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Bowing Out: Nastase retires, closes longtime Olde Towne dance studio

Bowing Out: Nastase retires, closes longtime Olde Towne dance studio


Patti Nastase, center, announced her retirement from the Entenman Studio of Dance in a letter to families earlier this month.

A Bellevue institution is hanging up its ballet slippers.

Patti Nastase, the owner of Entenman Studio of Dance in Olde Towne, announced her retirement in a letter to families and students earlier this month.

“I’ve been honored to have worked alongside some of the best students, parents, and teachers the industry has to offer,” Nastase said in the letter. She went on to say, “I wish I could live forever, but time catches up with everyone.

“I promised Mrs. Entenman that when I retired, I would also retire the studio name and ballet slippers logo.”

The studio’s Father’s Day performance on June 16 was its last.

Laura Estelle Entenman opened the studio in 1949, and at its peak during the 1950s, had hundreds of students. Its alumni include a Radio City Rockette, a Dallas Cowboys cheerleader and a dancer from “West Side Story.”

For Nastase, who ran the business the past 40 years, it all started with an invitation to watch a ballet class.

When she was 7 years old, a friend invited Nastase to watch her dance at Entenman. When Nastase arrived home that night, she said, “I need to do this.”

She started dancing at the studio shortly thereafter and taught her first class in 1969. She took over after Entenman’s death in 1979 but didn’t change the name of the studio because she respected the founder so much.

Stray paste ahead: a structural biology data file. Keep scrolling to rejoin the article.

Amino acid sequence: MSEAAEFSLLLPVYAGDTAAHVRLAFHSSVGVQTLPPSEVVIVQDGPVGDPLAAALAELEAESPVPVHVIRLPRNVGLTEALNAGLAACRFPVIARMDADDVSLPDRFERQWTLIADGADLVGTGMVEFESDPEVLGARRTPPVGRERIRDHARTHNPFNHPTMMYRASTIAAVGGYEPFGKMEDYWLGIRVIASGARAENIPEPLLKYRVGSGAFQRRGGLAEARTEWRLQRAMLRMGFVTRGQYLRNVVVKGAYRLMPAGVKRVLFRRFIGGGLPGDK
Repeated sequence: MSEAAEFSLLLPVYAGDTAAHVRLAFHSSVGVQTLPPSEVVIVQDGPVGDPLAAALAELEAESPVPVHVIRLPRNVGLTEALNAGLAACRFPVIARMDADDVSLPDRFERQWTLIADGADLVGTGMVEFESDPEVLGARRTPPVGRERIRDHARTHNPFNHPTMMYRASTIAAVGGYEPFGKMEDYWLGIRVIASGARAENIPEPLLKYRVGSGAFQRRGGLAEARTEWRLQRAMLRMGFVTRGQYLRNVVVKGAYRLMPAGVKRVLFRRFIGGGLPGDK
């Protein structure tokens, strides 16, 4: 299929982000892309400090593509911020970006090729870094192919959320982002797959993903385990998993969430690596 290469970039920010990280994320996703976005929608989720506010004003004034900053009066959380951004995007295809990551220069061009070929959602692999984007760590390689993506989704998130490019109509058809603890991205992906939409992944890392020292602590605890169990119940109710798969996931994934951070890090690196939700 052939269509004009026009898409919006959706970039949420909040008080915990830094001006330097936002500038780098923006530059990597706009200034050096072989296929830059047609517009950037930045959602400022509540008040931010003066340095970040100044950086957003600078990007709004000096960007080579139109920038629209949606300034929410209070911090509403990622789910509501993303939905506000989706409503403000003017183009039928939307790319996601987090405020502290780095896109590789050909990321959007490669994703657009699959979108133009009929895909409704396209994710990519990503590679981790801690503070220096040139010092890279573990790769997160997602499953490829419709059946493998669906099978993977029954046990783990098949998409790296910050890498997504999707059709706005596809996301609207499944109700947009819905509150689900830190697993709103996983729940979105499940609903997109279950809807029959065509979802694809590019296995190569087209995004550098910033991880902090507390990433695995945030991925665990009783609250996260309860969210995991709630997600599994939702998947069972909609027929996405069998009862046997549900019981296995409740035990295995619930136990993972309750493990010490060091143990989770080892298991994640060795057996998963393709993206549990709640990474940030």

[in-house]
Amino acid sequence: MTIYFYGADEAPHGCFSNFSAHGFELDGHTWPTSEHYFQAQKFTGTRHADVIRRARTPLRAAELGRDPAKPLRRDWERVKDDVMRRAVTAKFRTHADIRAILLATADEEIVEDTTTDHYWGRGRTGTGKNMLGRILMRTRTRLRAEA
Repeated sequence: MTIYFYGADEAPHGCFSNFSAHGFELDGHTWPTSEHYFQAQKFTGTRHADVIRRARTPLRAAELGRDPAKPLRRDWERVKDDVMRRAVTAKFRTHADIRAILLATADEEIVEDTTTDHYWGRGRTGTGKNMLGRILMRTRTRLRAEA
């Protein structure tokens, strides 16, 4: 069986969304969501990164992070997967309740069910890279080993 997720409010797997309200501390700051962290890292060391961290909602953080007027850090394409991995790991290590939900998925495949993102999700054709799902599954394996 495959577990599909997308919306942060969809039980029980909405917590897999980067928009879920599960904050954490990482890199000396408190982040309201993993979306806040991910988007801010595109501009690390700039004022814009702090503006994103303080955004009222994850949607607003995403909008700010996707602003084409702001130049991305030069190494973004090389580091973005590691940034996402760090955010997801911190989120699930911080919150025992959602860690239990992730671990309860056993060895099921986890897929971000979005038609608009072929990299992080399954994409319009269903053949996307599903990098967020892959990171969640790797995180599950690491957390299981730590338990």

The studio has been at 2264 Franklin St., which was custom built for Nastase, since 1988 and celebrated its 70th season last year. Businesses in Olde Towne are interested in buying the building, Nastase said.

In an interview, Nastase said it hadn’t sank in she is retiring, but she plans to take it step by step and looks forward to babysitting her grandchild.

Her fondest memories of her time at Entenman include providing entertainment at men’s and women’s club meetings, dancing at the Bellevue Queen restaurant and at the Orpheum Theater in Omaha when it seemed the whole town of Bellevue was empty because everyone was watching the Entenman dancers.

She can remember when Bellevue was much smaller and is awed by how much it has grown.

“I can go back and remember what Bellevue was like when Bellevue only had one studio and Bellevue was Mission Avenue,” she said.

Nastase said a goodbye party at Washington Park is in the works for sometime this fall. Those who attend will do the “Run & Yell,” a tradition Entenman started where she would count down from three and then everyone would run and yell and have “the most fun they could have,” Nastase said in her letter to families.

Even though she is retiring, her dancers will still be a part of her life.

“I will see the kids wherever I go,” she said. “It’s not like we’ll never see them again.”

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